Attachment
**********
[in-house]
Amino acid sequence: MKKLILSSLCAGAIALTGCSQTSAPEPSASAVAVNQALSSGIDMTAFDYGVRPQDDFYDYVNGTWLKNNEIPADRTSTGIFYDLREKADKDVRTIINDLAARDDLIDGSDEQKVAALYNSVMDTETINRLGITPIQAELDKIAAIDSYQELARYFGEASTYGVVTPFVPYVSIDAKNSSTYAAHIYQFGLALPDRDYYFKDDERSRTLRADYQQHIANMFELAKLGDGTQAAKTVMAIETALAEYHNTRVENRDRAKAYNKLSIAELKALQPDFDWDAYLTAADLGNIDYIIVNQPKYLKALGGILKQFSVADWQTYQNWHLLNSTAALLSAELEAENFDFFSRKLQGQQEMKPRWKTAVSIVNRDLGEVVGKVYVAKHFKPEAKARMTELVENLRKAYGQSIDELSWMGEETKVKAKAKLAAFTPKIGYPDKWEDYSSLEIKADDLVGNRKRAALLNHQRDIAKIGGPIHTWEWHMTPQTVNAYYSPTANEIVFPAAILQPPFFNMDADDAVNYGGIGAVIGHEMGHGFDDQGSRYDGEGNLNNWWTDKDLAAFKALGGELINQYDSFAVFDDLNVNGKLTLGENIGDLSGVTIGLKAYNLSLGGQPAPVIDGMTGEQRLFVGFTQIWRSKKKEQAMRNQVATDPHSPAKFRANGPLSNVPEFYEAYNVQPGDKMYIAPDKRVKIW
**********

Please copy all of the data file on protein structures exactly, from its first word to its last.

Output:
[in-house]
Amino acid sequence: MKKLILSSLCAGAIALTGCSQTSAPEPSASAVAVNQALSSGIDMTAFDYGVRPQDDFYDYVNGTWLKNNEIPADRTSTGIFYDLREKADKDVRTIINDLAARDDLIDGSDEQKVAALYNSVMDTETINRLGITPIQAELDKIAAIDSYQELARYFGEASTYGVVTPFVPYVSIDAKNSSTYAAHIYQFGLALPDRDYYFKDDERSRTLRADYQQHIANMFELAKLGDGTQAAKTVMAIETALAEYHNTRVENRDRAKAYNKLSIAELKALQPDFDWDAYLTAADLGNIDYIIVNQPKYLKALGGILKQFSVADWQTYQNWHLLNSTAALLSAELEAENFDFFSRKLQGQQEMKPRWKTAVSIVNRDLGEVVGKVYVAKHFKPEAKARMTELVENLRKAYGQSIDELSWMGEETKVKAKAKLAAFTPKIGYPDKWEDYSSLEIKADDLVGNRKRAALLNHQRDIAKIGGPIHTWEWHMTPQTVNAYYSPTANEIVFPAAILQPPFFNMDADDAVNYGGIGAVIGHEMGHGFDDQGSRYDGEGNLNNWWTDKDLAAFKALGGELINQYDSFAVFDDLNVNGKLTLGENIGDLSGVTIGLKAYNLSLGGQPAPVIDGMTGEQRLFVGFTQIWRSKKKEQAMRNQVATDPHSPAKFRANGPLSNVPEFYEAYNVQPGDKMYIAPDKRVKIW